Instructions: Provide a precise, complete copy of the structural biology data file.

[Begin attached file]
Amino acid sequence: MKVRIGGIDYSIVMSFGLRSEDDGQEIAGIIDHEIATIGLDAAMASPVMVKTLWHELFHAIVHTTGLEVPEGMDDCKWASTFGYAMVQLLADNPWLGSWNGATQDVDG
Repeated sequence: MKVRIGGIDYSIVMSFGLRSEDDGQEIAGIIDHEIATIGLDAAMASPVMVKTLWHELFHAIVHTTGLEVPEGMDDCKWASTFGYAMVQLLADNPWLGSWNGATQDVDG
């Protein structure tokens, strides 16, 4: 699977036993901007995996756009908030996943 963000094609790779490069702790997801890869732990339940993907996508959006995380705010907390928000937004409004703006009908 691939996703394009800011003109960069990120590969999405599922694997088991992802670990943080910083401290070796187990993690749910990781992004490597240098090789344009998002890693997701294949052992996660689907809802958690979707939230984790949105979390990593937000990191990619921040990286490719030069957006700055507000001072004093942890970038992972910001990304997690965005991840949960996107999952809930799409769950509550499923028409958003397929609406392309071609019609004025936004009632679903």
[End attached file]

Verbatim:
Amino acid sequence: MKVRIGGIDYSIVMSFGLRSEDDGQEIAGIIDHEIATIGLDAAMASPVMVKTLWHELFHAIVHTTGLEVPEGMDDCKWASTFGYAMVQLLADNPWLGSWNGATQDVDG
Repeated sequence: MKVRIGGIDYSIVMSFGLRSEDDGQEIAGIIDHEIATIGLDAAMASPVMVKTLWHELFHAIVHTTGLEVPEGMDDCKWASTFGYAMVQLLADNPWLGSWNGATQDVDG
């Protein structure tokens, strides 16, 4: 699977036993901007995996756009908030996943 963000094609790779490069702790997801890869732990339940993907996508959006995380705010907390928000937004409004703006009908 691939996703394009800011003109960069990120590969999405599922694997088991992802670990943080910083401290070796187990993690749910990781992004490597240098090789344009998002890693997701294949052992996660689907809802958690979707939230984790949105979390990593937000990191990619921040990286490719030069957006700055507000001072004093942890970038992972910001990304997690965005991840949960996107999952809930799409769950509550499923028409958003397929609406392309071609019609004025936004009632679903």